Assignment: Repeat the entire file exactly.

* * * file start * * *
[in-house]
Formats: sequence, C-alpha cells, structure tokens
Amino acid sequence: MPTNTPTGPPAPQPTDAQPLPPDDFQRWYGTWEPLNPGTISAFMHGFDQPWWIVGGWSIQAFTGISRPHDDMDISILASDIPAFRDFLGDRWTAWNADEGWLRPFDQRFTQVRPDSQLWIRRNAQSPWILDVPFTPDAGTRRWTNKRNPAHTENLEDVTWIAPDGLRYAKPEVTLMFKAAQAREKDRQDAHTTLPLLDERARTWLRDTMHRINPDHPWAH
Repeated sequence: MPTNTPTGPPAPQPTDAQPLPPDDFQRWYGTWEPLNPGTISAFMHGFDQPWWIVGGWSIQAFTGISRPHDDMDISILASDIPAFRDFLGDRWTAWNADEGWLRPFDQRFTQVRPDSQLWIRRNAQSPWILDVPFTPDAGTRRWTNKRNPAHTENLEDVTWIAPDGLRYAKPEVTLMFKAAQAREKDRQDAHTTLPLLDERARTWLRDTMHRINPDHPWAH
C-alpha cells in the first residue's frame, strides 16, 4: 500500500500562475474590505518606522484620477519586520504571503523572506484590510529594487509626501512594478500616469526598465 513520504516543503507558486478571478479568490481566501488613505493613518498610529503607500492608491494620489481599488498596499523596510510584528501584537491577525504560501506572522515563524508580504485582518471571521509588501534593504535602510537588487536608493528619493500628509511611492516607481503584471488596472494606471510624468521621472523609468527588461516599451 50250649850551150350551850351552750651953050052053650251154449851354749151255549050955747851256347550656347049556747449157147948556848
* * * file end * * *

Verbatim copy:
[in-house]
Formats: sequence, C-alpha cells, structure tokens
Amino acid sequence: MPTNTPTGPPAPQPTDAQPLPPDDFQRWYGTWEPLNPGTISAFMHGFDQPWWIVGGWSIQAFTGISRPHDDMDISILASDIPAFRDFLGDRWTAWNADEGWLRPFDQRFTQVRPDSQLWIRRNAQSPWILDVPFTPDAGTRRWTNKRNPAHTENLEDVTWIAPDGLRYAKPEVTLMFKAAQAREKDRQDAHTTLPLLDERARTWLRDTMHRINPDHPWAH
Repeated sequence: MPTNTPTGPPAPQPTDAQPLPPDDFQRWYGTWEPLNPGTISAFMHGFDQPWWIVGGWSIQAFTGISRPHDDMDISILASDIPAFRDFLGDRWTAWNADEGWLRPFDQRFTQVRPDSQLWIRRNAQSPWILDVPFTPDAGTRRWTNKRNPAHTENLEDVTWIAPDGLRYAKPEVTLMFKAAQAREKDRQDAHTTLPLLDERARTWLRDTMHRINPDHPWAH
C-alpha cells in the first residue's frame, strides 16, 4: 500500500500562475474590505518606522484620477519586520504571503523572506484590510529594487509626501512594478500616469526598465 513520504516543503507558486478571478479568490481566501488613505493613518498610529503607500492608491494620489481599488498596499523596510510584528501584537491577525504560501506572522515563524508580504485582518471571521509588501534593504535602510537588487536608493528619493500628509511611492516607481503584471488596472494606471510624468521621472523609468527588461516599451 50250649850551150350551850351552750651953050052053650251154449851354749151255549050955747851256347550656347049556747449157147948556848